Percentage of Alcohol By Volume – If you have reactions to wine, stay away from wine higher than 13.5 alcohol by volume, or preferably don’t go above 13%. Wines higher in alcohol than this, are some red grape varieties and fortified wines. BUT be aware the low alcohol wines will not keep for more than two days even with a good stopper.

Umami – a new essentially fifth taste to western scientists and gourmands, it was discovered over 1200 years ago by the Chinese. Mushrooms, consommés, long cooked meats, shrimp, dried tomatoes, soy sauce and the real culprit, cured meats, all contain umani. As well this 5th taste tends to enhance tannins or the oaky character in wine and a known trigger.

Oak – can be a problem for some people as it contains high levels of strong tannins that are the astringent component of timber. If this is the case do not consume a wine, if you read or see the word Oak, on the wine bottle label.

Sugar or Baume: Since wine is made from the fermentation of sugary solutions there is residual sugar and is another possible issue for some people. 

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Grape variety (the first and common culprit)

Here is a list of grape varieties in descending order of tannins, histamines, and other major triggers. While it is hard to obtain a list in accurate order, this list is a good guide for you to identify what grape variety is better for you to consume and what to avoid.

The list begins with the worst offenders:

  • Shiraz
  • Cabernet
  • Merlo
  • Syrah
  • Tannat
  • Petite Sirah
  • Mouvedre (Mataro, Monastrell)
  • Sagrantino
  • Bobal
  • Aglianico
  • Cabernet Franc
  • Merlo
  • Petite Verdot
  • Carignan
  • Montepulciano
  • Monastrell
  • Tempranillo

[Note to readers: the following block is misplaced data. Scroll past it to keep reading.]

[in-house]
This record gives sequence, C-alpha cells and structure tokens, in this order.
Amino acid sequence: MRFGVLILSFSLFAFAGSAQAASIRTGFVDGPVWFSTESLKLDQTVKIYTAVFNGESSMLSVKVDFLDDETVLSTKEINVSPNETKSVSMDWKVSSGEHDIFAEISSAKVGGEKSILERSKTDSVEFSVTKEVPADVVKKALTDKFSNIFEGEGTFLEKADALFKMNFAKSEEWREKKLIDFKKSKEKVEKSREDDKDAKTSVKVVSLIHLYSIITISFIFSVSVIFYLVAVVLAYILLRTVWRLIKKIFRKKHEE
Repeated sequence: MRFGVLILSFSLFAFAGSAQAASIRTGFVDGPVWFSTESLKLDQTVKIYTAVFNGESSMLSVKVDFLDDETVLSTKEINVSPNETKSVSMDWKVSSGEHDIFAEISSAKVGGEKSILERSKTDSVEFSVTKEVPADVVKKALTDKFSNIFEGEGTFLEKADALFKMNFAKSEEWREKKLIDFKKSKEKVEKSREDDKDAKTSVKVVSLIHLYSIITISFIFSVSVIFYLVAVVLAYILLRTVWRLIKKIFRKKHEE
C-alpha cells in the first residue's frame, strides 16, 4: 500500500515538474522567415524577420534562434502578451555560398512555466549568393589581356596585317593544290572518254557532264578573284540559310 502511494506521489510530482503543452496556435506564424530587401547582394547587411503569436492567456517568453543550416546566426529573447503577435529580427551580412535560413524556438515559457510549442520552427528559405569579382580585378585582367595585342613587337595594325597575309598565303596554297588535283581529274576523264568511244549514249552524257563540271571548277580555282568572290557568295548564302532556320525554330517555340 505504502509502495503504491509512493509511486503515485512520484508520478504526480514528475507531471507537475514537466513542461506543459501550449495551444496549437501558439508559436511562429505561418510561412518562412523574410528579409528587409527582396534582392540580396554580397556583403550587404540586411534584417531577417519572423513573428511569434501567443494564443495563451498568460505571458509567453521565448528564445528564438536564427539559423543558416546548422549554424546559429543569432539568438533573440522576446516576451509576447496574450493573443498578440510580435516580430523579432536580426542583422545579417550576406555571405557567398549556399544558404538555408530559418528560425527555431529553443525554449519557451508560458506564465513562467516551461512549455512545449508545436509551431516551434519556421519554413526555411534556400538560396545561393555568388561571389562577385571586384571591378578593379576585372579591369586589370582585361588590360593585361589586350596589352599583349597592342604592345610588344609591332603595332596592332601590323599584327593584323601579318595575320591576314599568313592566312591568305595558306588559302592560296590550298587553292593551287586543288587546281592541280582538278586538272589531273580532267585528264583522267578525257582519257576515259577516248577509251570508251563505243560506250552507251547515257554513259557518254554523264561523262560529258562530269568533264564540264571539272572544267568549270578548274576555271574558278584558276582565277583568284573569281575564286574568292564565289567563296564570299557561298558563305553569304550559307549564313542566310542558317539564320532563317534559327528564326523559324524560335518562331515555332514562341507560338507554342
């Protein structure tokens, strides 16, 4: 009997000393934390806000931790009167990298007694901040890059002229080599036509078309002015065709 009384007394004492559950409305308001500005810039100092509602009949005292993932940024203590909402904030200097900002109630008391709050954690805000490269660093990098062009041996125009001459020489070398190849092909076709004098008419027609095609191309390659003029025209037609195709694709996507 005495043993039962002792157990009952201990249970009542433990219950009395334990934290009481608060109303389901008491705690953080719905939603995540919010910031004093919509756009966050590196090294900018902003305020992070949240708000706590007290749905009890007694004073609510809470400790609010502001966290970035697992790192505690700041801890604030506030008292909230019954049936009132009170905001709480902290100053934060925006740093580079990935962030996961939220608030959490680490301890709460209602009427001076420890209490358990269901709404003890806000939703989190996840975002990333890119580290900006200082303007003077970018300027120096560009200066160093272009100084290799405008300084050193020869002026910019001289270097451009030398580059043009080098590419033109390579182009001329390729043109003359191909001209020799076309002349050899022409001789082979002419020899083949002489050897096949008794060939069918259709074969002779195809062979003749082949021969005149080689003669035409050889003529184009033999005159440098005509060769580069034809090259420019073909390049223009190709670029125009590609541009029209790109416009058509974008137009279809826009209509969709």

• Grenache
  • Carignan
  • Malbec
  • Nebbiolo
  • Zinfandel
  • Pinot Noir

The Bottom Line Notes for Drinking White, Red or Sparkling Wine:

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**If you know you will consume wine during the day or evening, before doing so, or during the day do not consume, foods or beverages high in histamines and tannins before drinking any wine.

**Good wine doesn’t always mean expensive but it does generally mean well made.

**Be aware some wine producers, do consciously use far more sulphites and preservatives than others, as their major market, is overseas.

**By learning to read a label thoroughly then nosing a wine well, you will easily detect most if not all of the triggers that could cause you concern before any wine touches your tongue.

**When you do drink wine, plan on consuming protein rich foods or snacks at the same time. Do not consume any processed food or cured meats as these are normally high in histamines.

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**Do not drink wine on an empty stomach, as it will enhance your reactions to wine and the alcohol content.

**Salicylates and Amines are very specific issues for some people but are not addressed in this article.

**With sparkling wine try to select a product with the smallest bead (bubble).

**With white wines avoid wine that is described as young and crisp.

**In case you’re wondering which red grape variety I can consume without any side affects, … that is a young low alcohol (12 – 13%) pinot noir. 

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There is one generally accepted full proof solution to trigger free sensible wine consumption. Consume in moderation.

But first, this quote is worth mentioning and it is by Madame Lily Bollinger – who ran the champagne House of Bollinger after her husband Jacques died in 1941.

After answering many questions about champagne, from a little cadet reporter from the London Daily Mail, the young girl posed a final question “Madame, do you drink champagne yourself?”

Her wonderful reply was: “I drink it when I’m happy and when I’m sad. Sometimes, I drink it when I’m alone. When I have company I consider it obligatory. I trifle with it if I’m not hungry and drink it if I am; Otherwise, I never touch it – unless I’m thirsty”.

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On a serious note, only “real” champagne, produced in the French Champagne region, can be referred to as Champagne. As well French champagne is considered the most reliable in not producing any negative effect, because it is the purest wine made. As a point of interest countries outside France, which produce a similar style wine, must use the term sparkling wine.

Tell us, what wine do you like to drink? Which wines don’t agree with you?